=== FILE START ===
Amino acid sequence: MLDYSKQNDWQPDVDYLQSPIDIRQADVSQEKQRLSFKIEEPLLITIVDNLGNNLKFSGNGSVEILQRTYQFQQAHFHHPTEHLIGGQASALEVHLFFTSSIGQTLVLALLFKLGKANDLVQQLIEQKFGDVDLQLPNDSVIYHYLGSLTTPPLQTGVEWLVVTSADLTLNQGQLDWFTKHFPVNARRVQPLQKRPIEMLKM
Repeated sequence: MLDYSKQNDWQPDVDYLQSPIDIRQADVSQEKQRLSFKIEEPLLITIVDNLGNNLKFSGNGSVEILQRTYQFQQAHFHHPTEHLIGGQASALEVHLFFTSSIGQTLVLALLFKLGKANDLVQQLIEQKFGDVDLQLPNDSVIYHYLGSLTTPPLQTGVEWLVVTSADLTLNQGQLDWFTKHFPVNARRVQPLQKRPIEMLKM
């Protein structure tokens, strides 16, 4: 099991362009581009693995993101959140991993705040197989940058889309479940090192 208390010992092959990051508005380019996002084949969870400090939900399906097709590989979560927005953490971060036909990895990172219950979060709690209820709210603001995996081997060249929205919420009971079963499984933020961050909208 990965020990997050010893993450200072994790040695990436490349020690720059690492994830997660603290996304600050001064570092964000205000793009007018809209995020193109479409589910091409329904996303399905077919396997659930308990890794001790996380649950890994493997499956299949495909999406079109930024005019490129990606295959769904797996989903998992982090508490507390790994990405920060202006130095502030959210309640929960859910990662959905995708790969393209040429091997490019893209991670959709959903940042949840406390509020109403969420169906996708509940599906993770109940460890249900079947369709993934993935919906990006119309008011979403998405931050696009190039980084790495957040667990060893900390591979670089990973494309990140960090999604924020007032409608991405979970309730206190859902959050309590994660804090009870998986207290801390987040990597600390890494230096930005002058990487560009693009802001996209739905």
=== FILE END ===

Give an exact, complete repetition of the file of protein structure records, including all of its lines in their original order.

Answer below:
Amino acid sequence: MLDYSKQNDWQPDVDYLQSPIDIRQADVSQEKQRLSFKIEEPLLITIVDNLGNNLKFSGNGSVEILQRTYQFQQAHFHHPTEHLIGGQASALEVHLFFTSSIGQTLVLALLFKLGKANDLVQQLIEQKFGDVDLQLPNDSVIYHYLGSLTTPPLQTGVEWLVVTSADLTLNQGQLDWFTKHFPVNARRVQPLQKRPIEMLKM
Repeated sequence: MLDYSKQNDWQPDVDYLQSPIDIRQADVSQEKQRLSFKIEEPLLITIVDNLGNNLKFSGNGSVEILQRTYQFQQAHFHHPTEHLIGGQASALEVHLFFTSSIGQTLVLALLFKLGKANDLVQQLIEQKFGDVDLQLPNDSVIYHYLGSLTTPPLQTGVEWLVVTSADLTLNQGQLDWFTKHFPVNARRVQPLQKRPIEMLKM
């Protein structure tokens, strides 16, 4: 099991362009581009693995993101959140991993705040197989940058889309479940090192 208390010992092959990051508005380019996002084949969870400090939900399906097709590989979560927005953490971060036909990895990172219950979060709690209820709210603001995996081997060249929205919420009971079963499984933020961050909208 990965020990997050010893993450200072994790040695990436490349020690720059690492994830997660603290996304600050001064570092964000205000793009007018809209995020193109479409589910091409329904996303399905077919396997659930308990890794001790996380649950890994493997499956299949495909999406079109930024005019490129990606295959769904797996989903998992982090508490507390790994990405920060202006130095502030959210309640929960859910990662959905995708790969393209040429091997490019893209991670959709959903940042949840406390509020109403969420169906996708509940599906993770109940460890249900079947369709993934993935919906990006119309008011979403998405931050696009190039980084790495957040667990060893900390591979670089990973494309990140960090999604924020007032409608991405979970309730206190859902959050309590994660804090009870998986207290801390987040990597600390890494230096930005002058990487560009693009802001996209739905």